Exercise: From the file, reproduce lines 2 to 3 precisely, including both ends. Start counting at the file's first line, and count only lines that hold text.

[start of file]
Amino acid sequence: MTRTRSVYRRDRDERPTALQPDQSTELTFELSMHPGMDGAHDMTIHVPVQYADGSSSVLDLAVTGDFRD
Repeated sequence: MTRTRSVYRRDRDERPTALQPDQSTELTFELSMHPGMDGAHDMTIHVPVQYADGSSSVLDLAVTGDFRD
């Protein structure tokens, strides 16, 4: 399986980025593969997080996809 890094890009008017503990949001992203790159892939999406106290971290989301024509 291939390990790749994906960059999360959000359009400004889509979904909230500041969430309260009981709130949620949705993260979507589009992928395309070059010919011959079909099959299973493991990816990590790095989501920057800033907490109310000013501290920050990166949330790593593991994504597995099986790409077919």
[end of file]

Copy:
Repeated sequence: MTRTRSVYRRDRDERPTALQPDQSTELTFELSMHPGMDGAHDMTIHVPVQYADGSSSVLDLAVTGDFRD
């Protein structure tokens, strides 16, 4: 399986980025593969997080996809 890094890009008017503990949001992203790159892939999406106290971290989301024509 291939390990790749994906960059999360959000359009400004889509979904909230500041969430309260009981709130949620949705993260979507589009992928395309070059010919011959079909099959299973493991990816990590790095989501920057800033907490109310000013501290920050990166949330790593593991994504597995099986790409077919």